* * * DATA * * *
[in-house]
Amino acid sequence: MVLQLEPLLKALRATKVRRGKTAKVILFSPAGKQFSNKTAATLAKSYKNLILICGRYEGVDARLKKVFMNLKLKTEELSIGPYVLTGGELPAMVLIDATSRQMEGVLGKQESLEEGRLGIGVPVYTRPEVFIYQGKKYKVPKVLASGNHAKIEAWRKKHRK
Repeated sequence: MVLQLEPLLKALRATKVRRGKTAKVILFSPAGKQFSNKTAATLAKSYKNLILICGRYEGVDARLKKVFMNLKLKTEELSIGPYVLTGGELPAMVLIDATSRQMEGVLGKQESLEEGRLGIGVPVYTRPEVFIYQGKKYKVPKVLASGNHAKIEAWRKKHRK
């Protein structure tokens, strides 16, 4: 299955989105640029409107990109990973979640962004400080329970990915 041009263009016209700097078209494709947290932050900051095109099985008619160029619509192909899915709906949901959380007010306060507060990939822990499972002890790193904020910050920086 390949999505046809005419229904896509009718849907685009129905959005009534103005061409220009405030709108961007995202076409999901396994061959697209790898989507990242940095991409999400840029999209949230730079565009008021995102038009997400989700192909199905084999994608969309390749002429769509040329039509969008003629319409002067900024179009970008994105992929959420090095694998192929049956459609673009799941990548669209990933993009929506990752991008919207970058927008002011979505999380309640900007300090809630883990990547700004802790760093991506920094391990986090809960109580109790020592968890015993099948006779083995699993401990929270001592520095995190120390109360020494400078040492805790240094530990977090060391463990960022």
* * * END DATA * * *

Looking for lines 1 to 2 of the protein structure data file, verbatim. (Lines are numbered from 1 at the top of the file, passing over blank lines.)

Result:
[in-house]
Amino acid sequence: MVLQLEPLLKALRATKVRRGKTAKVILFSPAGKQFSNKTAATLAKSYKNLILICGRYEGVDARLKKVFMNLKLKTEELSIGPYVLTGGELPAMVLIDATSRQMEGVLGKQESLEEGRLGIGVPVYTRPEVFIYQGKKYKVPKVLASGNHAKIEAWRKKHRK